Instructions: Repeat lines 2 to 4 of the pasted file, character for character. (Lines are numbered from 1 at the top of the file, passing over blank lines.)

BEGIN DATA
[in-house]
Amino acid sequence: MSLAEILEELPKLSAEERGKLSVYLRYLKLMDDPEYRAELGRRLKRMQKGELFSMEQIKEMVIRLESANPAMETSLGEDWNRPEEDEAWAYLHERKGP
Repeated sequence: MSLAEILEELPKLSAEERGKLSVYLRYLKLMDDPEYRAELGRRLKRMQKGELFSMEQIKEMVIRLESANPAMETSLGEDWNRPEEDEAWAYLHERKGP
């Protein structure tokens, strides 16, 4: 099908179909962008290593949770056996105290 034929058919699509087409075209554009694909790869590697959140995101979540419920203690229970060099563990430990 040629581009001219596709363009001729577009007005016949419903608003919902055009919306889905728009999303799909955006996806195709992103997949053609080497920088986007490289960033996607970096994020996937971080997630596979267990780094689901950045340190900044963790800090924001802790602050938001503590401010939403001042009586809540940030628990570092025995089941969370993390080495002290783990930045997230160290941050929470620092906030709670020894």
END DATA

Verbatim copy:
Amino acid sequence: MSLAEILEELPKLSAEERGKLSVYLRYLKLMDDPEYRAELGRRLKRMQKGELFSMEQIKEMVIRLESANPAMETSLGEDWNRPEEDEAWAYLHERKGP
Repeated sequence: MSLAEILEELPKLSAEERGKLSVYLRYLKLMDDPEYRAELGRRLKRMQKGELFSMEQIKEMVIRLESANPAMETSLGEDWNRPEEDEAWAYLHERKGP
């Protein structure tokens, strides 16, 4: 099908179909962008290593949770056996105290 034929058919699509087409075209554009694909790869590697959140995101979540419920203690229970060099563990430990 040629581009001219596709363009001729577009007005016949419903608003919902055009919306889905728009999303799909955006996806195709992103997949053609080497920088986007490289960033996607970096994020996937971080997630596979267990780094689901950045340190900044963790800090924001802790602050938001503590401010939403001042009586809540940030628990570092025995089941969370993390080495002290783990930045997230160290941050929470620092906030709670020894």